June 3, 2011
Update on Apple’s iCloud Music service
To almost anyone who uses iTunes, purchasing music has always been the name of the game. For a smaller faction of users though, subscription music has always been the way to go. From Zune Pass to Rhapsody, Rdio to Spotify, its been pretty well proven that people enjoy having unlimited access to whatever music they want, without having to make the consideration of whether or not they want to buy another full CD, or even spend .99 cents on a single. Very recently, with the popularity Android has gained in the marketplace, Google introduced Google Music. Now, it appears that Apple is ready to show us what they’ve been working on. Rumored to be called iCloud, it appears Apple’s service may do more than initially thought. Read on past the break for all the dirty details!
While Google Music and Amazon’s MP3 Cloud Player allow you to stream your music from anywhere, using any device with an internet connection, they still have one weak point: you still have to download all the music you want to hear prior to hearing it. This means a few things. First, it means that while you’re on the go, buying a song and listening to it becomes that much more of a hassle. Additionally, it means that you have to actually purchase (or for many people, illegally download) all the music you want to hear. Many don’t like this (relatively) old school thinking, and would rather pay a flat rate (around $10 per month in most cases) to be able to hear all the music they like, with no downloading and no restrictions.
It’s now being widely reported that Apple has struck deals with all the major record labels for a sort of middle of the road agreement. Rumor has it that users of iCloud will pay some flat annual fee (around $25) that would allow them to upload what is essentially a list of everything they have bought from iTunes into Apple’s cloud, then stream high fidelity versions of those files whenever and wherever they are, similar in concept to Google Music (Although Google Music is free.) The one good thing about a plan like this would be the cost being so low for high quality audio files. The bad, obviously, is that this doesn’t seem to be an “all you can eat” type of plan, meaning you’re still stuck owning your music and managing it all yourself. While some enjoy this type of collection, hopefully we will be able to have the option to pay more and stream unlimited music, as the popularity of the subscription based model does seem to be growing.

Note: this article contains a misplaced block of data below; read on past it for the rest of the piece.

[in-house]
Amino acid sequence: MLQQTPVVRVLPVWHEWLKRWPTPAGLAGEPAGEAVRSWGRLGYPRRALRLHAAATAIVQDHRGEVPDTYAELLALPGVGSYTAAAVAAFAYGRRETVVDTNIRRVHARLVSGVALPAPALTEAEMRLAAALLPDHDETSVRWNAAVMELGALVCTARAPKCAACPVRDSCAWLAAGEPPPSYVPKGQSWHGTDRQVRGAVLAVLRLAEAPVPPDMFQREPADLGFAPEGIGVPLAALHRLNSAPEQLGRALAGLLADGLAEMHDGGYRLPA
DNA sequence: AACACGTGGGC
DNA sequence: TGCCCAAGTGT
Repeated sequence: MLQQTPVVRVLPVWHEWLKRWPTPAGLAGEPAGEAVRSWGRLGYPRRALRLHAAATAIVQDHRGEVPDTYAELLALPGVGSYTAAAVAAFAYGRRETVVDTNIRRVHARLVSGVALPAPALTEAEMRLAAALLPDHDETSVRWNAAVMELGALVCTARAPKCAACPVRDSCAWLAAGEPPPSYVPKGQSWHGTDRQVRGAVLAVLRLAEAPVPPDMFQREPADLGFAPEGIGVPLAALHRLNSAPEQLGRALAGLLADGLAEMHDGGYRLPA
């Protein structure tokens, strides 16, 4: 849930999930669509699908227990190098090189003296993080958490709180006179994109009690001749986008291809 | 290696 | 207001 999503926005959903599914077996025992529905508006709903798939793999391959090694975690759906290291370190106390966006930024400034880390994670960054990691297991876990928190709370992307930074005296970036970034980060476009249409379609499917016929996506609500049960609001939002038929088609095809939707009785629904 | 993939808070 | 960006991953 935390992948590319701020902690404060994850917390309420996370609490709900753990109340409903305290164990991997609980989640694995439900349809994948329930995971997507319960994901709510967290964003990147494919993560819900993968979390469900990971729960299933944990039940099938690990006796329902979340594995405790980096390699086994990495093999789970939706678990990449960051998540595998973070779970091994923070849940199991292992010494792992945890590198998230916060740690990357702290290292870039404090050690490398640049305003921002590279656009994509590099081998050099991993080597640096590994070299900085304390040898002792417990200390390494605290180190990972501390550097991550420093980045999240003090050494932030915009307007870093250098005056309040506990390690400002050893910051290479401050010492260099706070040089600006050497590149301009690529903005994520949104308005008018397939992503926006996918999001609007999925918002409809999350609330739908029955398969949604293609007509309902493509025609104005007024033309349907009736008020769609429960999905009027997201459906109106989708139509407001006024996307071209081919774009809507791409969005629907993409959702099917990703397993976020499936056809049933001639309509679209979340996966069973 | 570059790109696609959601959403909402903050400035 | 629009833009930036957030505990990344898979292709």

Which do you prefer? Would you rather download your music and stream it? Or never own any and be able to listen to whatever you want, whenever you want, whether you own it or not? How much is reasonable to pay for these types of services? Hit us up in the comments! And be sure to check back during Apple’s WWDC (their conference for developers) on June 6th for more details as they become available!